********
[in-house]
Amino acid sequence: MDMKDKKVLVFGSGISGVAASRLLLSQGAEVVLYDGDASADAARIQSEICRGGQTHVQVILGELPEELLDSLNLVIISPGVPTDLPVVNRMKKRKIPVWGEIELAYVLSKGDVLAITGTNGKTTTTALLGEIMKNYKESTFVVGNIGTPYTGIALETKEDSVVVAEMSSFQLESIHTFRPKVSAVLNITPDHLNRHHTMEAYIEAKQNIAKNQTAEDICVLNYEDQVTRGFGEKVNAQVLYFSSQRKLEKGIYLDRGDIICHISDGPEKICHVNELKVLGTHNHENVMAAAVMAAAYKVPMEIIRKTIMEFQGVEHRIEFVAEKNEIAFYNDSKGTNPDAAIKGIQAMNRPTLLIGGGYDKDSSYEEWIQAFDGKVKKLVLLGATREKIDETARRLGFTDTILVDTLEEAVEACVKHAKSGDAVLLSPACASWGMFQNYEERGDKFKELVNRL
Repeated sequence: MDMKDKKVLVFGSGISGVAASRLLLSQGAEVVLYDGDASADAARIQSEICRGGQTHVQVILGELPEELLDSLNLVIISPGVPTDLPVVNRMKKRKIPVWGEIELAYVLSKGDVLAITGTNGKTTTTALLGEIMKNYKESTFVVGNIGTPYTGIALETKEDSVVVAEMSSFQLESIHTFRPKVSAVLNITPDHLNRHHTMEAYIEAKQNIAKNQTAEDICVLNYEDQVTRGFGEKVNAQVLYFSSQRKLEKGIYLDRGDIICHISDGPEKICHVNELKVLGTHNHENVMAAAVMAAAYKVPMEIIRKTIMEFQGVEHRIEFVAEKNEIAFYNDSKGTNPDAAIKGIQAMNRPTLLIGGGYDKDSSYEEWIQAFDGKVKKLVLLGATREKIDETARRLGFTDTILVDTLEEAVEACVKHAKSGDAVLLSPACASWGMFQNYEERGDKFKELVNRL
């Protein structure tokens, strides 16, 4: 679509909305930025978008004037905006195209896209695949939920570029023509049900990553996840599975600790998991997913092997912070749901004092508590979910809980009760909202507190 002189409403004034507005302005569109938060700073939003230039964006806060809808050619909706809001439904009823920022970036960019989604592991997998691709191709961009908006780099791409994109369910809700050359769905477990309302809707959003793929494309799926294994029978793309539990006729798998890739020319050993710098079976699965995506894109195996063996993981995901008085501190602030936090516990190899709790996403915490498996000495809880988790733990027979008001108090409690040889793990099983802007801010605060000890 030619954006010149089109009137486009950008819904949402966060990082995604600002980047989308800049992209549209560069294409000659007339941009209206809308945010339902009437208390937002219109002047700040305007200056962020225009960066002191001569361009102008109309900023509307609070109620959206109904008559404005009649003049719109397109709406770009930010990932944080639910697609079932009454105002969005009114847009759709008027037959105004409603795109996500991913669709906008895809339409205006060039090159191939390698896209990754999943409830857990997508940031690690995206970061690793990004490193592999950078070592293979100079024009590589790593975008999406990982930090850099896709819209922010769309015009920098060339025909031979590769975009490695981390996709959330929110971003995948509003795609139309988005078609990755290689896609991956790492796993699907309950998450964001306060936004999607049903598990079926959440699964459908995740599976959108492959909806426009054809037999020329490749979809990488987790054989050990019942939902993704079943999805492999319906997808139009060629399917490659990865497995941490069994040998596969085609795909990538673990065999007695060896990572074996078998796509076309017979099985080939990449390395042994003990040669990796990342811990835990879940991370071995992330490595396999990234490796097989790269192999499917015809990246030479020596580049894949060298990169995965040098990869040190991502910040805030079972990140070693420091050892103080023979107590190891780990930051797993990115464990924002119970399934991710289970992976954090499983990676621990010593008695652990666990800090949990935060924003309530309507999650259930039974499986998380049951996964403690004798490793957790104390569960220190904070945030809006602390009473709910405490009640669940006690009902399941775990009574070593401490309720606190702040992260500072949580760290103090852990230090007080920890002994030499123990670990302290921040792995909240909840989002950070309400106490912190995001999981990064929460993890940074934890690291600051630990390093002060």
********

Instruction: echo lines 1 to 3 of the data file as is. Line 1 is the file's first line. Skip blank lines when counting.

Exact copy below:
[in-house]
Amino acid sequence: MDMKDKKVLVFGSGISGVAASRLLLSQGAEVVLYDGDASADAARIQSEICRGGQTHVQVILGELPEELLDSLNLVIISPGVPTDLPVVNRMKKRKIPVWGEIELAYVLSKGDVLAITGTNGKTTTTALLGEIMKNYKESTFVVGNIGTPYTGIALETKEDSVVVAEMSSFQLESIHTFRPKVSAVLNITPDHLNRHHTMEAYIEAKQNIAKNQTAEDICVLNYEDQVTRGFGEKVNAQVLYFSSQRKLEKGIYLDRGDIICHISDGPEKICHVNELKVLGTHNHENVMAAAVMAAAYKVPMEIIRKTIMEFQGVEHRIEFVAEKNEIAFYNDSKGTNPDAAIKGIQAMNRPTLLIGGGYDKDSSYEEWIQAFDGKVKKLVLLGATREKIDETARRLGFTDTILVDTLEEAVEACVKHAKSGDAVLLSPACASWGMFQNYEERGDKFKELVNRL
Repeated sequence: MDMKDKKVLVFGSGISGVAASRLLLSQGAEVVLYDGDASADAARIQSEICRGGQTHVQVILGELPEELLDSLNLVIISPGVPTDLPVVNRMKKRKIPVWGEIELAYVLSKGDVLAITGTNGKTTTTALLGEIMKNYKESTFVVGNIGTPYTGIALETKEDSVVVAEMSSFQLESIHTFRPKVSAVLNITPDHLNRHHTMEAYIEAKQNIAKNQTAEDICVLNYEDQVTRGFGEKVNAQVLYFSSQRKLEKGIYLDRGDIICHISDGPEKICHVNELKVLGTHNHENVMAAAVMAAAYKVPMEIIRKTIMEFQGVEHRIEFVAEKNEIAFYNDSKGTNPDAAIKGIQAMNRPTLLIGGGYDKDSSYEEWIQAFDGKVKKLVLLGATREKIDETARRLGFTDTILVDTLEEAVEACVKHAKSGDAVLLSPACASWGMFQNYEERGDKFKELVNRL